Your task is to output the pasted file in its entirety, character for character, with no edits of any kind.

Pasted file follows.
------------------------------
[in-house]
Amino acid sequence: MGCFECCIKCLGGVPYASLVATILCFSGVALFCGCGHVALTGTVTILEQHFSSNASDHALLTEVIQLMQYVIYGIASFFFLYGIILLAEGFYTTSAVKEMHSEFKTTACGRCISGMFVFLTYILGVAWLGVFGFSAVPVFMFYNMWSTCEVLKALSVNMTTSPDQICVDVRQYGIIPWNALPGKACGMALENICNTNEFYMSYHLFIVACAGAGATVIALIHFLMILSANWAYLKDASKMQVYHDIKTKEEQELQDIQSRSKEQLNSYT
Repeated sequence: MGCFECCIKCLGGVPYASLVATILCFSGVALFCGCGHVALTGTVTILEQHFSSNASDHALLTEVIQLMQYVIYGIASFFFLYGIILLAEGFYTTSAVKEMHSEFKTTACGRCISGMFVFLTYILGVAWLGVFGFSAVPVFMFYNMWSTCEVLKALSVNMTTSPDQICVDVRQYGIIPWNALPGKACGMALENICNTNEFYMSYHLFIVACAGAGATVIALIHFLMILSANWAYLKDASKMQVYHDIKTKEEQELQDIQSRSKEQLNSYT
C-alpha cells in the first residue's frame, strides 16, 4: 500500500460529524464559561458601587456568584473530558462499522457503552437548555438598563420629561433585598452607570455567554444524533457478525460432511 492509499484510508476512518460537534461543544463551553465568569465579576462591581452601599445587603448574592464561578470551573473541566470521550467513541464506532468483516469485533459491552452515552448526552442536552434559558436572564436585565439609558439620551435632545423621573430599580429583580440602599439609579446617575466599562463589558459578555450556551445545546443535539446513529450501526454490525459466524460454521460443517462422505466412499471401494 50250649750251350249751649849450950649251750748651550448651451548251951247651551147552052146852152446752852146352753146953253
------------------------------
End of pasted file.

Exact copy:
[in-house]
Amino acid sequence: MGCFECCIKCLGGVPYASLVATILCFSGVALFCGCGHVALTGTVTILEQHFSSNASDHALLTEVIQLMQYVIYGIASFFFLYGIILLAEGFYTTSAVKEMHSEFKTTACGRCISGMFVFLTYILGVAWLGVFGFSAVPVFMFYNMWSTCEVLKALSVNMTTSPDQICVDVRQYGIIPWNALPGKACGMALENICNTNEFYMSYHLFIVACAGAGATVIALIHFLMILSANWAYLKDASKMQVYHDIKTKEEQELQDIQSRSKEQLNSYT
Repeated sequence: MGCFECCIKCLGGVPYASLVATILCFSGVALFCGCGHVALTGTVTILEQHFSSNASDHALLTEVIQLMQYVIYGIASFFFLYGIILLAEGFYTTSAVKEMHSEFKTTACGRCISGMFVFLTYILGVAWLGVFGFSAVPVFMFYNMWSTCEVLKALSVNMTTSPDQICVDVRQYGIIPWNALPGKACGMALENICNTNEFYMSYHLFIVACAGAGATVIALIHFLMILSANWAYLKDASKMQVYHDIKTKEEQELQDIQSRSKEQLNSYT
C-alpha cells in the first residue's frame, strides 16, 4: 500500500460529524464559561458601587456568584473530558462499522457503552437548555438598563420629561433585598452607570455567554444524533457478525460432511 492509499484510508476512518460537534461543544463551553465568569465579576462591581452601599445587603448574592464561578470551573473541566470521550467513541464506532468483516469485533459491552452515552448526552442536552434559558436572564436585565439609558439620551435632545423621573430599580429583580440602599439609579446617575466599562463589558459578555450556551445545546443535539446513529450501526454490525459466524460454521460443517462422505466412499471401494 50250649750251350249751649849450950649251750748651550448651451548251951247651551147552052146852152446752852146352753146953253